On 03 June, 2004, the Israeli Perl Mongers held their regular monthly meeting. The program:
- 18:00-19:00 -- Assembly and light refreshments
- 19:00-20:00 -- Roman Parparov will lecture about Empire - the oldest internet wargame.
- 20:00-20:30 -- Break and refreshments
- 20:30-21:30 -- Uri Bruck will lecture about "A SOAP Server Implemented in Perl"
- As usual after the meeting we will go out to a nearby pub/coffee-shop/etc. for a post-meeting social gathering.
- Almog Friedman
- Avi Friedman
- Gabor Szabo
- Mikhael Goikhman
- Oded Resnik
- Offer Kaye
- Oren Ze'ev-Ben-Mordehai
- Roman Parparov
- Shlomi Fish
- Thomas Maier
- Uri Bruck
- Yoram Friedman
Meeting Summary by Offer Kaye
As usual, people started showing up around 18:00. Gabor showed up carrying 2 full boxes of books belonging to the Israel.pm library, which he had brought so that our librarian, Thomas, could take home with him. After resting from the effort of carrying all those books Gabor and I went to buy food and drink and soon came back with lots of yummi burekas.
The first lecture, which started at 19:05, was about Empire - the oldest internet wargame. It was given by Roman Parparov. At first Roman went over the game's background in general, he then devoted some time to describing the game specifics, and finally he closed with a description of how the game server works. I like any computer game, so of course I enjoyed the lecture ☺
One point mentioned which may be of particular interest to Perl programmers is that there is a Perl based client to Empire, pei3, which is based on an older (and apparently unmaintained) Perl client called pei.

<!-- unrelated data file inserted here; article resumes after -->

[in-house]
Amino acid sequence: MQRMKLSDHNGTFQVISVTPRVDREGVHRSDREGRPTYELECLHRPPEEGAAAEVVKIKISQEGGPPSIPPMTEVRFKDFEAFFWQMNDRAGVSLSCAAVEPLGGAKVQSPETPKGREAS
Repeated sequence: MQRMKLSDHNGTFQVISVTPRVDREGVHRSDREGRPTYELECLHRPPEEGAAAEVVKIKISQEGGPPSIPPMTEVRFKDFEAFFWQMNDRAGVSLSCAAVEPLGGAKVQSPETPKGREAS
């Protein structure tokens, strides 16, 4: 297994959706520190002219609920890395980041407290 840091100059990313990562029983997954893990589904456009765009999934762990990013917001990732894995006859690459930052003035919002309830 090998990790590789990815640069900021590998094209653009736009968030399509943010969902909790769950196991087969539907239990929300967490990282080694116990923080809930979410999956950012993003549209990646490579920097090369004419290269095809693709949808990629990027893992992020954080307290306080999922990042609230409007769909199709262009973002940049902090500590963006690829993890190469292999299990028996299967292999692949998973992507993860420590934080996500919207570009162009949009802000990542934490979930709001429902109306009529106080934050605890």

Roman finished his lecture right on time (20:00) and after a few brief questions we all took a 20 minute break.
At 20:30 Uri Bruck started his lecture about "A SOAP server implemented in Perl". Web services is something I personally have little experience in, but the code Uri showed us seemed pretty simple. Either a SOAP server is something very simple or this is just another example of the great and terrible power of Perl ☺
Hopefully within a few days the slides for the lectures will be posted online and you can make up your own mind.
After the technical meeting wrapped up five of us decided to continue the evening in a local pub together, as per the now well established tradition of Israel.pm. To prove we were there Mikhael took some shots with his digital camera which I hope he'll post online. If he does this page will be updated with a link to the pictures.
Meeting Summary by Shlomi Fish
The meeting was quite under-attended. Much fewer people came to it than to the previous meeting, and also many Israel.PM meeting regulars were absent. But we had a good time.
I arrived at about 18:00 and found Gabor Szabo and Offer Kaye waiting at the Dapey Zahav lobby. Gabor brought with him a great deal of books to be transferred to the safe keeping of our librarian. Soon afterwards, Uri Bruck arrived and also a guy named Oren with a last name like Ze'ev-Ben-Yisrael. (quite uncommon in Israel).
Then, Gabor and Offer decided to go and buy refreshments, so I gave a 20 NIS bill to Gabor for them. Uri Bruck, Oren and I were left to guard the books and the bags. Uri and I talked about his work (freelance translation, and an IT consultant to Actcom, where he was previously employed), the fact he had to postpone giving the lecture on an earlier occassion, and my Technion studies.
Then, Mikhael Goikhman arrived and invited us to come down to the basement. We thought we could move everything there, but there were some bags instead of books so Uri and I stayed where we were. After some time, Gabor and Offer arrived back, with Bourekas and drinks. It turned out they walked quite a bit to get drinks (as the shop where we usually bought them had relocated). So Uri, Gabor, Offer and I brought everything to the basement and the rest set the refreshments.
Soon afterwards, a father accompanied by his two sons (one 12-years old and another in his teens), arrived and introduced themselves. It turned out that the father started dabbling in Linux, and was looking for a solution to write GUIs to control some RS-232 hardware controller, which even laymen can operate. He had some past experience doing that with Visual Basic on Windows. So I told him about GUI modules for Perl, etc. about SQL databases, and about how he can use the Linux serial port driver to talk to the RS-232 controller.